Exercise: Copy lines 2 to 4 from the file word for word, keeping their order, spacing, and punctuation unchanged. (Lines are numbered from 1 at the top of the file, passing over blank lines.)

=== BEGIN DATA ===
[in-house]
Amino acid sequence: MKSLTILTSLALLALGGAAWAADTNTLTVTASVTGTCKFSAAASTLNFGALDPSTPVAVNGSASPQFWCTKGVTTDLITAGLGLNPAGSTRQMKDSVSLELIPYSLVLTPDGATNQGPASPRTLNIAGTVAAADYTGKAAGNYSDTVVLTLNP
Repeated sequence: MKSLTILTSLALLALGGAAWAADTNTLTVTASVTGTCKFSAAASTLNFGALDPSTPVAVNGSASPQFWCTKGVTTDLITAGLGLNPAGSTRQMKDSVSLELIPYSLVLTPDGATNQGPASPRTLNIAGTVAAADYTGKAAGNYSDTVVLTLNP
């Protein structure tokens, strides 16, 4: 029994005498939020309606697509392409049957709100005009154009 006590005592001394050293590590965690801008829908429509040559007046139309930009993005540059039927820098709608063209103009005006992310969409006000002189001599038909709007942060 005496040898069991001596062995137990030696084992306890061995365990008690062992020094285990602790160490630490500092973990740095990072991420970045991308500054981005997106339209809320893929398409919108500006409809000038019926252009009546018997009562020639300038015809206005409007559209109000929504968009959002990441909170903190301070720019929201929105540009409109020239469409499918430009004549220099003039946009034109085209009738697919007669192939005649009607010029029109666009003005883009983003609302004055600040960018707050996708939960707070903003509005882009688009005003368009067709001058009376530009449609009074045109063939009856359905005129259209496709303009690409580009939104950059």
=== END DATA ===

Amino acid sequence: MKSLTILTSLALLALGGAAWAADTNTLTVTASVTGTCKFSAAASTLNFGALDPSTPVAVNGSASPQFWCTKGVTTDLITAGLGLNPAGSTRQMKDSVSLELIPYSLVLTPDGATNQGPASPRTLNIAGTVAAADYTGKAAGNYSDTVVLTLNP
Repeated sequence: MKSLTILTSLALLALGGAAWAADTNTLTVTASVTGTCKFSAAASTLNFGALDPSTPVAVNGSASPQFWCTKGVTTDLITAGLGLNPAGSTRQMKDSVSLELIPYSLVLTPDGATNQGPASPRTLNIAGTVAAADYTGKAAGNYSDTVVLTLNP
């Protein structure tokens, strides 16, 4: 029994005498939020309606697509392409049957709100005009154009 006590005592001394050293590590965690801008829908429509040559007046139309930009993005540059039927820098709608063209103009005006992310969409006000002189001599038909709007942060 005496040898069991001596062995137990030696084992306890061995365990008690062992020094285990602790160490630490500092973990740095990072991420970045991308500054981005997106339209809320893929398409919108500006409809000038019926252009009546018997009562020639300038015809206005409007559209109000929504968009959002990441909170903190301070720019929201929105540009409109020239469409499918430009004549220099003039946009034109085209009738697919007669192939005649009607010029029109666009003005883009983003609302004055600040960018707050996708939960707070903003509005882009688009005003368009067709001058009376530009449609009074045109063939009856359905005129259209496709303009690409580009939104950059």